The rent in your 401(k) plan is likely too high. Even worse, a lot of the time neither employers nor employees know just how much they’re paying, to whom, or even that they’re paying at all.
Focusing on the fees in your 401(k) is critical. Fees reduce your overall return and affect your bottom line. Research has shown that paying just 1% more in annual fees can lead to a 28% decrease in 401(k) balance over the course of a career.
The U.S. Department of Labor knows this and wants to protect plan participants from high fees. It has created rules requiring employers to determine the reasonableness of the costs being charged, and to provide plan, investment, and fee information to employees.
As a result, informed employees and their attorneys, are now following up with lawsuits. Since the DOL rules were enacted, attorneys have filed over 400 suits against employers. The three most common complaints, according to a recent report from the Center for Retirement Research, were: excessive fees, inappropriate investment choices, and self-dealing.
One of the inherent problems with having a 401(k) plan is that it can be complex. There are many different components to be mindful of, including recordkeeping, administration, employee education, and regulatory filings. The vast majority of employers hire external providers to handle these processes, however, hiring these providers does not release the fiduciary or legal burden of the employer. At the end of the day, the DOL still puts the final responsibility on the employer. Recent lawsuits suggest employers may not be doing a good enough job making sure that the service providers are charging reasonable fees, including comparing their fund fees to those with similar characteristics.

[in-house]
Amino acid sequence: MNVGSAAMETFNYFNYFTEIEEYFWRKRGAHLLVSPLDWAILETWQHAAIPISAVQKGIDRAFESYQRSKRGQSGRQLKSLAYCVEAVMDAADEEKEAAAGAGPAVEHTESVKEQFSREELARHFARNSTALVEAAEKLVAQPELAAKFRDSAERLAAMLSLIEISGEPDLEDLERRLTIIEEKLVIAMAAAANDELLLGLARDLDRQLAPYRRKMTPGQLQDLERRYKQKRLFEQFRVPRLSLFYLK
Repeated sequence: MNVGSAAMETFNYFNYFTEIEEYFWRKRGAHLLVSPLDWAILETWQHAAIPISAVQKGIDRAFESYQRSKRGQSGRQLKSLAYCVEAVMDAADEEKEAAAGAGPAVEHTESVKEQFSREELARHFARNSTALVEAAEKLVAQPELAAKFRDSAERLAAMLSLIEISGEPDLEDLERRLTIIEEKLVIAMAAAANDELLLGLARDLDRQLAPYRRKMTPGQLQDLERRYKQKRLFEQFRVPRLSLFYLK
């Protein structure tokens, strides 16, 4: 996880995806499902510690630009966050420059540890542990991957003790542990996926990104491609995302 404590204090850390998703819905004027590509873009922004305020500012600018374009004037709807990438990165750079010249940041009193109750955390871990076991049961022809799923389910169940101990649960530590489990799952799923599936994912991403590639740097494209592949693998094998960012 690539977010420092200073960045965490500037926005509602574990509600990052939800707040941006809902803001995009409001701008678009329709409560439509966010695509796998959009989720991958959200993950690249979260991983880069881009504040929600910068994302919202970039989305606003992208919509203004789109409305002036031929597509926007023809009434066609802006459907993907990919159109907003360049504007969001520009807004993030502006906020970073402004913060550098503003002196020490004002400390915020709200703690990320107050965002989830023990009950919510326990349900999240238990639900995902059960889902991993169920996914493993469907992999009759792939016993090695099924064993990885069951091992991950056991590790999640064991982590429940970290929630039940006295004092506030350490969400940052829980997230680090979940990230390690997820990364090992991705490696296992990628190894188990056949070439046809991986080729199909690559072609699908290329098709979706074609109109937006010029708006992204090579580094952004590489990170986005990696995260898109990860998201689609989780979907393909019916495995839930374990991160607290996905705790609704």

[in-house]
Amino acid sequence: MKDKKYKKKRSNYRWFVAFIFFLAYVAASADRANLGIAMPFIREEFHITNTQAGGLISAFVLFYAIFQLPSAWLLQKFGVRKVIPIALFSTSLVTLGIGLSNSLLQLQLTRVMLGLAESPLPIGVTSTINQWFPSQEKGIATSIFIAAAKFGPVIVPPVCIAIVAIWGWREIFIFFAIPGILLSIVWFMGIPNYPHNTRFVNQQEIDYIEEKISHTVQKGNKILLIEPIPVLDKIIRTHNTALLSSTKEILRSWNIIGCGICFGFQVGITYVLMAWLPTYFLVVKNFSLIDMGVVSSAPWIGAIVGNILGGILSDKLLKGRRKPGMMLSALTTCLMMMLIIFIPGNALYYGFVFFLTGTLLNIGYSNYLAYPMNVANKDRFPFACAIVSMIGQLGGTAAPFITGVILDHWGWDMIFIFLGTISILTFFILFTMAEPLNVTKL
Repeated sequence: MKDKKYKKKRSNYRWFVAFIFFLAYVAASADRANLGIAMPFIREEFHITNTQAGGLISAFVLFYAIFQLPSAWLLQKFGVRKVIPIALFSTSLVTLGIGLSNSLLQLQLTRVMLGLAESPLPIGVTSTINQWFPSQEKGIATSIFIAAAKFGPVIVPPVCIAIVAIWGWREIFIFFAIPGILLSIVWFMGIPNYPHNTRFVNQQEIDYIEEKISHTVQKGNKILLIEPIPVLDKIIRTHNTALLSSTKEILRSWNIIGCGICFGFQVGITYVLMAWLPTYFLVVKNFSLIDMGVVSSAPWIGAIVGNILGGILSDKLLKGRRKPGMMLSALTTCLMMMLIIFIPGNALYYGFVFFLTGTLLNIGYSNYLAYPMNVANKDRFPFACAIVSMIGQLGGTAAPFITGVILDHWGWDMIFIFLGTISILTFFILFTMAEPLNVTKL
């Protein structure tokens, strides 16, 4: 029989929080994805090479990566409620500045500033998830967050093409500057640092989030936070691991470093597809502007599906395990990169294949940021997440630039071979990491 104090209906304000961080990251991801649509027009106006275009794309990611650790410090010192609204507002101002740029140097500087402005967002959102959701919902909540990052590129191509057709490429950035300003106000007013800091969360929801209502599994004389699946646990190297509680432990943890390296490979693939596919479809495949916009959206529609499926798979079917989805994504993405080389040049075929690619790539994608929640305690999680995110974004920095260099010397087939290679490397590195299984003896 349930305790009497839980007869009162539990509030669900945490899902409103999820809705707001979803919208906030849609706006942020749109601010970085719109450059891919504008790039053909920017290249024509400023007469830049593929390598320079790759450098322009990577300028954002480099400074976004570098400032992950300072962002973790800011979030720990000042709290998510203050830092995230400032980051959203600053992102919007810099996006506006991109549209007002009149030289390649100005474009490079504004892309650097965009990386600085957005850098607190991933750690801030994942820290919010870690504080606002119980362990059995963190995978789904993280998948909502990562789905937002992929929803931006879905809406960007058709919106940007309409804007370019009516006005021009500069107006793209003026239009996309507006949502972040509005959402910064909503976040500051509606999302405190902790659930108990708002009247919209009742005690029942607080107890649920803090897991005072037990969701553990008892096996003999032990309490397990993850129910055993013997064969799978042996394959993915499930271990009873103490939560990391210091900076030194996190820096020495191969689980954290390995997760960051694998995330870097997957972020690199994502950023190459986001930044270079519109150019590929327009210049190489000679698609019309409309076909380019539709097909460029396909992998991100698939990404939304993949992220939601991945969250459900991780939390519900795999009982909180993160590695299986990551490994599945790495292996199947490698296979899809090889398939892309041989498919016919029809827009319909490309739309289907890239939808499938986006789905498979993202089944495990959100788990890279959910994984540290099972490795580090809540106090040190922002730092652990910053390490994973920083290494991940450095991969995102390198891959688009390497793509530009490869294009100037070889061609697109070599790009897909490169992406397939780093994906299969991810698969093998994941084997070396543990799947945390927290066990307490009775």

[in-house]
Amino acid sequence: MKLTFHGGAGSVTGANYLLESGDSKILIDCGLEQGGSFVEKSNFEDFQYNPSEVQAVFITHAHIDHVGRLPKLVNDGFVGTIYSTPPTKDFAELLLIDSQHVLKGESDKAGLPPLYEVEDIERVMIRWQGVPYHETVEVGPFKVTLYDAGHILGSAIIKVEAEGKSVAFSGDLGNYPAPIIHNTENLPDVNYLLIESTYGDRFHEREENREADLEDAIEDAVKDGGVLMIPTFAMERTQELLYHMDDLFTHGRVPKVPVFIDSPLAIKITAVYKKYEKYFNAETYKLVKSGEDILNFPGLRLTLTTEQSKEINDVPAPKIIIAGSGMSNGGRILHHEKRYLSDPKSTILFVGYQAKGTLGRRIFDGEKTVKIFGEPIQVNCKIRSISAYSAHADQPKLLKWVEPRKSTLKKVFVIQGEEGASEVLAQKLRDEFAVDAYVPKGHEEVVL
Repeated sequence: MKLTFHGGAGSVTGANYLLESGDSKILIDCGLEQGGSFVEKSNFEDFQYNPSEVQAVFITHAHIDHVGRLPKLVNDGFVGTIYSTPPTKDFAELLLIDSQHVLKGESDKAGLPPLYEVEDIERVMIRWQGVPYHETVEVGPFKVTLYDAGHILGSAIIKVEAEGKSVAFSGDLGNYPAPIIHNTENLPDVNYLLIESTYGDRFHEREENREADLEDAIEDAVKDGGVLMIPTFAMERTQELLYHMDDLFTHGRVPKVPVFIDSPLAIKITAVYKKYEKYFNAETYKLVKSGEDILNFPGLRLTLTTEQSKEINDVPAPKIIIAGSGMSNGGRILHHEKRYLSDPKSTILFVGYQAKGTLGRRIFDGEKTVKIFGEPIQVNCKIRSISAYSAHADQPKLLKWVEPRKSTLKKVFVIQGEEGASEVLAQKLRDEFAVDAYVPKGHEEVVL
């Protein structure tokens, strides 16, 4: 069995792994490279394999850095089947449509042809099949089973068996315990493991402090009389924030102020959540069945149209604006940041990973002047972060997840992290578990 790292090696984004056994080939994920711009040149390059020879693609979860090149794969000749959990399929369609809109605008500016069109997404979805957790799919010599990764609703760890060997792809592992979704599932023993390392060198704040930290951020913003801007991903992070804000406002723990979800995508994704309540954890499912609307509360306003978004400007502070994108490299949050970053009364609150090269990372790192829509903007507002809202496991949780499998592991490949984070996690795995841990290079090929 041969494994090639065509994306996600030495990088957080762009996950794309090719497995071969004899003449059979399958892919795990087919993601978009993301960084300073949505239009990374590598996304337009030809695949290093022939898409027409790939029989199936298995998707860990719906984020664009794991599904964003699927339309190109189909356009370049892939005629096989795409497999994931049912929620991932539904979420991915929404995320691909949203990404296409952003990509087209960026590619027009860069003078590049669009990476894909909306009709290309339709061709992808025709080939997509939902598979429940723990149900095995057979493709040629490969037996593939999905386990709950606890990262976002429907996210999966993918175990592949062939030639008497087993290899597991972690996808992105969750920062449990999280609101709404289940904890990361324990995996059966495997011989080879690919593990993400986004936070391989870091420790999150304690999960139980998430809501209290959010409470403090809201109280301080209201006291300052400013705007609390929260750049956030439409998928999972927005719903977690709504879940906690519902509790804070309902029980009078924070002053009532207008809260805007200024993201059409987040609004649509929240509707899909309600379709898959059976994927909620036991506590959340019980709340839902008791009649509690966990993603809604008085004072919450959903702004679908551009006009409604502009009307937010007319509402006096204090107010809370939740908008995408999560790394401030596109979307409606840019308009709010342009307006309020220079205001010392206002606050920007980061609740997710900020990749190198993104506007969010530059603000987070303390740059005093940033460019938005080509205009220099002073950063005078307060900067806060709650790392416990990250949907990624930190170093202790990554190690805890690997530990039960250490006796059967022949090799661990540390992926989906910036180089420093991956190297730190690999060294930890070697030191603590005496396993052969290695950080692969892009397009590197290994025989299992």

The first step in analyzing your fee structure, and improving performance potential, is to look at your mutual funds’ expense ratios. Each fund has a prospectus which discloses the annual fee charged, but you can also look them up on Morningstar or Yahoo Finance. According to the Investment Company Institute, the average stock mutual fund annual expense ratio for 401(k) plans was 0.53% as of 2015. Determining if the funds you’re using charge a sales load is also very important. Many mutual fund share classes will charge you when you purchase or sell a share of their fund. Also noted by the Investment Company Institute’s “fact book”, the average equity mutual fund sales load is a hefty 5.4%.
The next place to look is at recordkeeping costs. The recordkeeper is essentially the bookkeeper and is in charge of tracking who is in the plan, the investments, and all transactions. A recent “Defined Contribution/401(k) Fee Study” conducted by Deloitte found the average fee paid for all-in services was 0.72% annually.
Advisory service fees also contribute to overall costs. Good advisors not only take work off your plate but also share in your fiduciary role. They are generally responsible for being the plan’s consultant, investment manager, and employee educator. Plan advisors typically charge anywhere from 0.15% to 1% annually. However, many advisors also collect 12b-1 fees from the mutual fund companies. Many consider 12b-1 fees to be a form of a “kickback”, since the advisor is being incentivized by the mutual fund company to select their funds. Unfortunately, as the owner of the fund, you end up paying this fee. Typical 12b-1 fees can range from 0.10% to 0.20% annually. Using an advisor who is set up to be conflict-free is important.
In addition, a plan can have miscellaneous charges for processing transactions, such as loans, redemptions, and rollovers. All these fees, plus the time your company spends administering your plan, can add up and hurt long term performance. When you consider all the different layers of fees, many plans are paying more than 2% a year when it’s often possible to do it for half as much.
Using a low-cost solution, with service providers who have transparent and conflict-free structures, will maximize the benefits and minimize the risk for you and your employees.